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Would a .rose by any other name still smell as sweet?

New top-level domain names will create more internet real estate, but are they be worth worrying about?

From AAA, for American Automobile Association, to Zulu, for I'm not quite sure what, the race has now officially begun for a new slice of the internet pie. Last month, the Internet Corporation for Assigned Names and Numbers (ICANN) published the list of 1,930 applications it had received for new "generic Top-Level Domain" names (gTLDs).

Don't let the jargon put you off. A TLD is the last part of an internet address, after the final full point, with the most famous being .com. And - despite the dotcom bust of a decade ago - plenty of people seem to think that they're worth a fortune. Or, at least, the investment of $185,000 (Dh680,000) upfront and $25,000 annually for a minimum of 10 years.

It will take some time to play out - up to two years, perhaps - but the obvious outcome for everyday internet users will be that we'll be able to type, for example, ".apple" into our browser, instead, of "apple.com", or have an email address like "joe@gmail" rather than "joe@gmail.com".

It hardly seems worth all the expense and effort. So, apart from the questionable need for more property in cyberspace, why are big players like Apple and Google, and a good number of non-technology companies, interested in all this?

First, they are protecting their brand names and intellectual property. Thus Amazon is laying claim to Kindle, Google is after Gmail, Microsoft is seeking the rights to Bing and Xbox, and General Motors wants Buick. Other names on the ICANN list include ABC, for the American television network, Visa, American Express, McDonald's (albeit without the apostrophe) and Walmart.

The name game is not just restricted to the English alphabet. There have been 116 applications for Internationalised Domain Names (IDNs) in other scripts, mostly Chinese. Fifteen of them are for Arabic words, with two of those from UAE applicants: Etisalat and Abu Dhabi Systems and Information Centre.

So far, so good, so sensible. But, controversially, Amazon also wants to own genuinely generic TLDs such as "author", "book", "game", "mail", "movie", "music", "search", "shop", "song" and "video". Google wants more than 100 names - some of them also sought by Amazon or others - including the word "search", which, it could be argued, the term "Google" has already supplanted in the ordinary internet-user's lexicon.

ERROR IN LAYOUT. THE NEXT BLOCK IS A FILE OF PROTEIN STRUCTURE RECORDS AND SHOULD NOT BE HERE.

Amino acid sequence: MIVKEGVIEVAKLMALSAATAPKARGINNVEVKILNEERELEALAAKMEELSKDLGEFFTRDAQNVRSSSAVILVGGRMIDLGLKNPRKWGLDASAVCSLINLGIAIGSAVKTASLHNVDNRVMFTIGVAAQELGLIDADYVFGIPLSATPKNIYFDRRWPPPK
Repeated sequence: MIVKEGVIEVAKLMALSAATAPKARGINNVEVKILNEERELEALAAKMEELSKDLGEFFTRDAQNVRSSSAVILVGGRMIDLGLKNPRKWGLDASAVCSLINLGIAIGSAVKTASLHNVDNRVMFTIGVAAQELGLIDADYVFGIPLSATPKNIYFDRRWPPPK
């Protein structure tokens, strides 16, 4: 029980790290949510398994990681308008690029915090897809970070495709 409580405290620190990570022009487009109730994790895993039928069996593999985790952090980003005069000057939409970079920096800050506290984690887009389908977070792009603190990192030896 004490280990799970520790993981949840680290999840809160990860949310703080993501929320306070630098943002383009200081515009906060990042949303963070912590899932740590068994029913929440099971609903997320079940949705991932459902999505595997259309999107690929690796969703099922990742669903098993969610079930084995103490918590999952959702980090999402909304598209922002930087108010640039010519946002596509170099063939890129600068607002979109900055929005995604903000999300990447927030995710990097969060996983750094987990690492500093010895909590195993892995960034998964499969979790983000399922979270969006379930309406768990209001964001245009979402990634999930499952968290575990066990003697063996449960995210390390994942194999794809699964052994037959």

It seems likely that many of these TLDs will be approved. Obviously, this is a nice little earner for ICANN, but it's hard to know what will be in it for some of the applicants. Aside from protecting their existing brands, which isn't legally necessary, some of them will want to resell names, in the same way commercial registries now sell .com, .net and .org names.

The wannabe new owners of .sex (there are two competing applicants) and .porn have obvious motives, but what is Amazon's strategy? Does it plan to sell .author names to writers, or .music to bands, or does it simply want to create myriad new web addresses all pointing to its own online shop?

It's instructive that some big names in business, including Coca-Cola and General Electric, have opted not to participate in this exercise.

Google's enthusiastic participation is particularly intriguing, since web search has more or less replaced the need for us to know the actual address we are seeking - just as we no longer need to know our friends' phone numbers, because they are stored in our mobile phones.

And just because Google's on board doesn't mean this is a good thing. Does anybody remember "Google Wave", which was so revolutionary and brilliant that nobody outside of Mountain View, California actually understood what it was meant to do?

Of course, I could be wrong; these new TLDs may revolutionise the way we use the web. And if I am wrong, I'll simply quote the writer William Goldman's observation about the film industry, which is even more relevant in the internet age: "Nobody knows anything."



On Twitter: @debritz

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